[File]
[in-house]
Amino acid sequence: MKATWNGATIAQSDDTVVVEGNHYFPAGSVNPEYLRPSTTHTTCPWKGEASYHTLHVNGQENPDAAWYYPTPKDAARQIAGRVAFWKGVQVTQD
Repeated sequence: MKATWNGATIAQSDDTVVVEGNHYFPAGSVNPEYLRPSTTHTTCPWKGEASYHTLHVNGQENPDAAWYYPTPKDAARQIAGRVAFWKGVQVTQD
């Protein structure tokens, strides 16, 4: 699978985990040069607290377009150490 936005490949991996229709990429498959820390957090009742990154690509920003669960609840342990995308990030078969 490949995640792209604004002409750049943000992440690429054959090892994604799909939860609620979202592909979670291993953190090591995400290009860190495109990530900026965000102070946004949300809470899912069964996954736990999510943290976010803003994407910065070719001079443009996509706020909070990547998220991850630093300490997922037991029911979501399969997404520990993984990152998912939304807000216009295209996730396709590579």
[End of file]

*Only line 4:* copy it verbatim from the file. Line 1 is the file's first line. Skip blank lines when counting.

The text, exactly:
């Protein structure tokens, strides 16, 4: 699978985990040069607290377009150490 936005490949991996229709990429498959820390957090009742990154690509920003669960609840342990995308990030078969 490949995640792209604004002409750049943000992440690429054959090892994604799909939860609620979202592909979670291993953190090591995400290009860190495109990530900026965000102070946004949300809470899912069964996954736990999510943290976010803003994407910065070719001079443009996509706020909070990547998220991850630093300490997922037991029911979501399969997404520990993984990152998912939304807000216009295209996730396709590579």